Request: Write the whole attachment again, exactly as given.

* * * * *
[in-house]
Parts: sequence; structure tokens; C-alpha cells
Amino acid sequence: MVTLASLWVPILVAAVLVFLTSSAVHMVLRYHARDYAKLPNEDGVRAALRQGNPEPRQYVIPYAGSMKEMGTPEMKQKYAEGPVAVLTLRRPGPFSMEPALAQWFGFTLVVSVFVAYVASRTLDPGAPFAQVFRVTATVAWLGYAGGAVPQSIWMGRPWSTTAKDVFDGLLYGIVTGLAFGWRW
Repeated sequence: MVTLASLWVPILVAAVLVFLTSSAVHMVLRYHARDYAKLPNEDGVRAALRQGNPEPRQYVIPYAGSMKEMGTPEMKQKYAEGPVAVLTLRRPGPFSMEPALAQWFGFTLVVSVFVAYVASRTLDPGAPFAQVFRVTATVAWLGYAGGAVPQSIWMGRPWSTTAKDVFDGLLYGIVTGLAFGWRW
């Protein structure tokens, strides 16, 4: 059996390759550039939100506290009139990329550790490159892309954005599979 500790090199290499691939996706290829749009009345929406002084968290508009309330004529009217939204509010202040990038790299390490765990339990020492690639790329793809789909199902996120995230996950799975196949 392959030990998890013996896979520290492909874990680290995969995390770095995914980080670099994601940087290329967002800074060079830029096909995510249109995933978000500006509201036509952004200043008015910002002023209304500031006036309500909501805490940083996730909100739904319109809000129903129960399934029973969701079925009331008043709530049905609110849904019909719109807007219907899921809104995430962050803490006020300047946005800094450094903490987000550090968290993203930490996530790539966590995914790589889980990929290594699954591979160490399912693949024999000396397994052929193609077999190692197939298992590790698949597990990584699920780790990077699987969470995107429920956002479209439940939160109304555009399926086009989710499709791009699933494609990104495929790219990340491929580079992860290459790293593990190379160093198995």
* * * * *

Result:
[in-house]
Parts: sequence; structure tokens; C-alpha cells
Amino acid sequence: MVTLASLWVPILVAAVLVFLTSSAVHMVLRYHARDYAKLPNEDGVRAALRQGNPEPRQYVIPYAGSMKEMGTPEMKQKYAEGPVAVLTLRRPGPFSMEPALAQWFGFTLVVSVFVAYVASRTLDPGAPFAQVFRVTATVAWLGYAGGAVPQSIWMGRPWSTTAKDVFDGLLYGIVTGLAFGWRW
Repeated sequence: MVTLASLWVPILVAAVLVFLTSSAVHMVLRYHARDYAKLPNEDGVRAALRQGNPEPRQYVIPYAGSMKEMGTPEMKQKYAEGPVAVLTLRRPGPFSMEPALAQWFGFTLVVSVFVAYVASRTLDPGAPFAQVFRVTATVAWLGYAGGAVPQSIWMGRPWSTTAKDVFDGLLYGIVTGLAFGWRW
């Protein structure tokens, strides 16, 4: 059996390759550039939100506290009139990329550790490159892309954005599979 500790090199290499691939996706290829749009009345929406002084968290508009309330004529009217939204509010202040990038790299390490765990339990020492690639790329793809789909199902996120995230996950799975196949 392959030990998890013996896979520290492909874990680290995969995390770095995914980080670099994601940087290329967002800074060079830029096909995510249109995933978000500006509201036509952004200043008015910002002023209304500031006036309500909501805490940083996730909100739904319109809000129903129960399934029973969701079925009331008043709530049905609110849904019909719109807007219907899921809104995430962050803490006020300047946005800094450094903490987000550090968290993203930490996530790539966590995914790589889980990929290594699954591979160490399912693949024999000396397994052929193609077999190692197939298992590790698949597990990584699920780790990077699987969470995107429920956002479209439940939160109304555009399926086009989710499709791009699933494609990104495929790219990340491929580079992860290459790293593990190379160093198995």